>  I'm new to this and having an issue. I have a local branch origin/
> master. Using gitx I did a commit to my ProjectLocker account. Then I
> just did another commit but i guess I messed up and it just went to a
> local branch 'master'. I'm trying to instead get those changes to the
> remote branch

If I understood you correctly, your workflow appears to be invalid:
you should never ever commit anything to remote branches directly.
You only commit to local branches and then push these changes
to remote repo, if needed.

This is, indeed, a hard to understand topic because its
concepts are foreign to people coming from centralised VCSes.

Basically, it goes like this:
1) When you clone a repo, Git creates a set of branches in your
local repository which track remote branches (that is, branches found
in the remote repository).
In the simplest case, when you name your remote repository "origin",
they end up under the "origin" subdirectory, so you have "origin/
and whatever other branches are there on the remote side.
2) You never check out those branches and never modify them;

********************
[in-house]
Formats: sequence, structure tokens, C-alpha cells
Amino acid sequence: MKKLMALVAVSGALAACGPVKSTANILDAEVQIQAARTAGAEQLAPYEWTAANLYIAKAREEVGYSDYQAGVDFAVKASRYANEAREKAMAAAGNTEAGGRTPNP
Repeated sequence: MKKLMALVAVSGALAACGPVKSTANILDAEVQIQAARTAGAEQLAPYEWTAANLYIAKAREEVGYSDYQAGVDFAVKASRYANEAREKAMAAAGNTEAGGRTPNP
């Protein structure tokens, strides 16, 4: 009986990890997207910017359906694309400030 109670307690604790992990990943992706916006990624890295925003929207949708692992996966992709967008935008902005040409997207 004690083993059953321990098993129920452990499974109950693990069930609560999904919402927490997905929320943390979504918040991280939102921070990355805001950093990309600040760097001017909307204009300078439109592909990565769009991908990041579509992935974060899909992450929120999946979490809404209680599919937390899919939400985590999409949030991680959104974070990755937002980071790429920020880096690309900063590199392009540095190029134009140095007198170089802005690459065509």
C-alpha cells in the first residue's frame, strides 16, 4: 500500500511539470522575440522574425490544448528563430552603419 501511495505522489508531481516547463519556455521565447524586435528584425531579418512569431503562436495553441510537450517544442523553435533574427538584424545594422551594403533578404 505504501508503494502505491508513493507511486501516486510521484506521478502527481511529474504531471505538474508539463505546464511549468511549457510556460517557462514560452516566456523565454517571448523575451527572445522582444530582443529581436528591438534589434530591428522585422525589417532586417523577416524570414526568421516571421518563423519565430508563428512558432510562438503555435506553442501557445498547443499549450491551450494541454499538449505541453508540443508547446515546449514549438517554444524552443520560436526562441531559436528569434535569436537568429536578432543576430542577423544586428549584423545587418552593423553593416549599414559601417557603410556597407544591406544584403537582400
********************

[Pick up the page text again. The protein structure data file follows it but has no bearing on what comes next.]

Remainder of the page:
instead you base your local branches on them (using `git branch`,
`git checkout -b` etc).
For instance, if you want to base something on the remote's "master"
branch you do `git checkout -b master origin/master` (this is usually
done automatically by `git clone`). Such a branch is set up to be
"tracking" the branch it was forked off.
3) You commit changes to your local branch, and only to it,
and if/when you want to push your changes to the remote repo,
you do `git push` and git tries to send your changes to the remote
side and "append" them at the tip of that remote branch.
If this succeeds, the remote branch has exactly the same contents
as your local tracking branch.
4) Branches under "origin" are updated when you do `git fetch`
(and `git pull` as it does `git fetch` first). That is, they are
from the remote side, not by you. But *your* local branches can be
updated from them. That's how `git merge` works.

In other words, that "origin/master" is "local" only in the sense
that it is physically present on your machine, but it is not "local"
in the sense that you can modify it.
It is a "reference" branch, if you prefer.
Really local branches are those you fork manually.

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